Get on your bike and ride: Top 5 ultra-cycling races for amateurs – from mountains of Kyrgyzstan to wilds of South Africa

The Silk Road Mountain Race takes riders on a 1,900km journey.
PHOTO: Silk Road Mountain Race

In recent years ultra-cycling races of all kinds have thrived around the world, although they are still few and far between in Asia.

Comparatively new to the traditional world of competitive cycling, the ultra version has no set definition in terms of format or duration, making for some great and diverse options that are open to everyone.

From the remote gravel roads of Kyrgyzstan to the high-rise trails of the Rockies and the classic road climbs of the Alps, here are five of the biggest ultra cycling races to aim for.

Trans Continental Race (Europe)

Trans Continental Race (Europe).
PHOTO: Trans Continental Race (Europe)

Last weekend, the Tour de France finished on the cobbles of the Champs Elysees in Paris. After covering some 3,328km during its 21 daily stages the race lived up to its reputation as one of the toughest races on Earth.

At the same time, just a few hours northwest in the small Belgian town of Geraardsbergen, home of the Tour of Flanders race, some 200 amateurs hit the cobbles and started the eighth edition of the Trans Continental Race (TCR), the mother of all ultra road-cycling races.

The route varies each year and covers up to 4,000km as the riders make their way across Europe, with this year’s event finishing in Sarafovo, Bulgaria. Apart from a few key sectors and checkpoints, riders are free to choose their route and are tracked by GPS.

There is no outside help allowed, and as with all of these events the clock does not stop. The fastest rider is expected to finish the race in between eight and 10 days, with others crawling in for several days after that.

Entry applications for next year’s race open in November, and places sell out quickly.

Distance: Around 4,000km with between 30,000-45,000 meters of climbing, depending on the route.


Silk Road Mountain Race (Kyrgyzstan)

Silk Road Mountain Race (Kyrgyzstan).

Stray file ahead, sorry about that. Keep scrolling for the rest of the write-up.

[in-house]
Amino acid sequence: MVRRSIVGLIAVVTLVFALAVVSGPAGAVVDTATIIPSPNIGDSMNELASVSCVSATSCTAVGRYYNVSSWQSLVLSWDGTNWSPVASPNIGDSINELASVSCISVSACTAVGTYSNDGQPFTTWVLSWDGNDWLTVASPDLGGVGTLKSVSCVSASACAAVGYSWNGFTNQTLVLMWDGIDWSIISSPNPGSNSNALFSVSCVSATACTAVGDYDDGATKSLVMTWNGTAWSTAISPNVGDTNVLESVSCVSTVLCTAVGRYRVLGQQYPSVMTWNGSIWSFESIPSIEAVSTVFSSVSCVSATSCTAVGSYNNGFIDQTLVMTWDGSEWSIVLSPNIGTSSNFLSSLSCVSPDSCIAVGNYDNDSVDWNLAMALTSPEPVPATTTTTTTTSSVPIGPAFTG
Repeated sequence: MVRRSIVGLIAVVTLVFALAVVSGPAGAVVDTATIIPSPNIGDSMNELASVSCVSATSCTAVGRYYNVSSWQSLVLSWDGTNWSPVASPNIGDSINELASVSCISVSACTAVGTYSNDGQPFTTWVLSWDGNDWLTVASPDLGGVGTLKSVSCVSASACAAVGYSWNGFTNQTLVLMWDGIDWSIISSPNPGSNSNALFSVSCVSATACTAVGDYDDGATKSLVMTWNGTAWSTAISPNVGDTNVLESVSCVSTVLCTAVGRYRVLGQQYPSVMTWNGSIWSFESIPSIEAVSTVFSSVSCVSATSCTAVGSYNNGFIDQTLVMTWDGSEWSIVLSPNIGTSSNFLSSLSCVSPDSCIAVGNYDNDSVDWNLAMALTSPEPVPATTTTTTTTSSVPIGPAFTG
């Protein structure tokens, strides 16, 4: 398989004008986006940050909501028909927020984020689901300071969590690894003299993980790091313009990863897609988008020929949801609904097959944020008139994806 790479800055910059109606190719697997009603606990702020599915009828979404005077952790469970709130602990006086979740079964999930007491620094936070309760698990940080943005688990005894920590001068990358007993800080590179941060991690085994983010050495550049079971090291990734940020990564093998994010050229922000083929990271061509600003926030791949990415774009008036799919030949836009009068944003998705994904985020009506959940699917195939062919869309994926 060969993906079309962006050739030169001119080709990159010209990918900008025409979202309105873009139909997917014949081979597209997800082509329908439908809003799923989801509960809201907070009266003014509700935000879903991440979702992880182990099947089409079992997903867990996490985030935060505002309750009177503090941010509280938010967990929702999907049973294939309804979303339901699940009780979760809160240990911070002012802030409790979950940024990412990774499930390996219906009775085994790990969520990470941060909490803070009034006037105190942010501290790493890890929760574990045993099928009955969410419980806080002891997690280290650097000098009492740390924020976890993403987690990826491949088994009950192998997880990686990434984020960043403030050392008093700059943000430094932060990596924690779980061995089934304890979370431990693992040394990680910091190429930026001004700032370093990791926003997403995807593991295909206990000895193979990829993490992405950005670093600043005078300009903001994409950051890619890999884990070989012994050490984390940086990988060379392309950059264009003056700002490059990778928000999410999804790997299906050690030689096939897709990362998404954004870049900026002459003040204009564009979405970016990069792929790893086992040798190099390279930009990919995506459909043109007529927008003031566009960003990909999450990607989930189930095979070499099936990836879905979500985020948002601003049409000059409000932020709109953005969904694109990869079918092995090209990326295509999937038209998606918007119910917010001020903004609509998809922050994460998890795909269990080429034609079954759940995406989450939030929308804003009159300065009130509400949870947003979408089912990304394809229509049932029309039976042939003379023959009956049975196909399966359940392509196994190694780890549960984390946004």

PHOTO: Silk Road Mountain Race (Kyrgyzstan)

The annual SRMR, which was first held in 2018, may well be something of a new kid on the ultra racing block, but it has quickly become one of the major players.

The course varies each year and is on a fixed route, which this year takes riders on a 1,900km journey between Osh and Bishkek.

Along the way competitors must be self-sufficient and travel mostly on gravel roads through mountains renowned for harsh and diverse weather.

Around 100 riders are expected to take part, with more than half usually making it to the finish, with the fastest normally completing the race in between eight and nine days.

Distance: Mostly gravel roads covering 1,900km with 34,579m of climbing in 2022.


The Munga (South Africa)

The Munga.
PHOTO: The Munga

Despite being short in ultra-cycling terms the Munga is considered by many who have survived it to be the toughest off-road ultra.

Starting from the small town of Bloemfontein, the riders head through hot and harsh landscapes of the Karoo to Wellington in the Cape Winelands.

The field is limited to 150 racers, none of whom are allowed outside support, and the cut-off time is five days. The leading riders are expected to finish in half that time.

Distance: 1,000km with around 6,500m of climbing.


Tour Divide (North America)

Tour Divide (North America).
PHOTO: Tour Divide (North America)

Following the high-altitude continental divide line of the Great Divide Mountain Bike Trail from the Canadian Rockies along the spine of the United States to the Mexican border, the Tour Divide is considered the ultimate long-distance challenge for many endurance racers.

The annual race first took place in 2008, the next is scheduled for June 2023, and currently around 200 riders line up for the challenge, with the winner usually finishing in 14 days or so, and with other riders doubling this time.

Distance: 4,418km with around 6,1265 meters of climbing.


Trans Am Bike Race (United States)

Trans Am Bike Race (United States).
PHOTO: Trans Am Bike Race (United States)

Not to be confused with the supported and high-profile Race Across America, the Trans Am is one of the longest road-cycling ultras.

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Largely following the TransAmerica Bicycle Trail from coast to coast, the event has been run in both directions annually since 2014.

This is a non-stop and fast moving race that is highly prized among ultra races.

The winner is expected to take around 18 days to complete the distance.

The 2021 race had 42 entries and just 19 finishers.

Distance: 6,920km with about 51,300m of total climbing.


This article was first published in South China Morning Post.